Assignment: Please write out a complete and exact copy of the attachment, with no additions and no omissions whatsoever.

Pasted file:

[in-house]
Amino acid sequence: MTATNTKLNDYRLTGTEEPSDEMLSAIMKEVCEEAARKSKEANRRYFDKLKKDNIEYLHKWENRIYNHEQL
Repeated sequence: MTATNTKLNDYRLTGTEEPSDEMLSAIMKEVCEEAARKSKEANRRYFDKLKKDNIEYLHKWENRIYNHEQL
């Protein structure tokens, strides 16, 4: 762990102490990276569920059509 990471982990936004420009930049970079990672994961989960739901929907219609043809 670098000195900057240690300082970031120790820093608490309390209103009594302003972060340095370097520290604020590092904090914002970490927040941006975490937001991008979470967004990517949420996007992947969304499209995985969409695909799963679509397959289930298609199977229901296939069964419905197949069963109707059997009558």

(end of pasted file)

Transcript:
[in-house]
Amino acid sequence: MTATNTKLNDYRLTGTEEPSDEMLSAIMKEVCEEAARKSKEANRRYFDKLKKDNIEYLHKWENRIYNHEQL
Repeated sequence: MTATNTKLNDYRLTGTEEPSDEMLSAIMKEVCEEAARKSKEANRRYFDKLKKDNIEYLHKWENRIYNHEQL
């Protein structure tokens, strides 16, 4: 762990102490990276569920059509 990471982990936004420009930049970079990672994961989960739901929907219609043809 670098000195900057240690300082970031120790820093608490309390209103009594302003972060340095370097520290604020590092904090914002970490927040941006975490937001991008979470967004990517949420996007992947969304499209995985969409695909799963679509397959289930298609199977229901296939069964419905197949069963109707059997009558």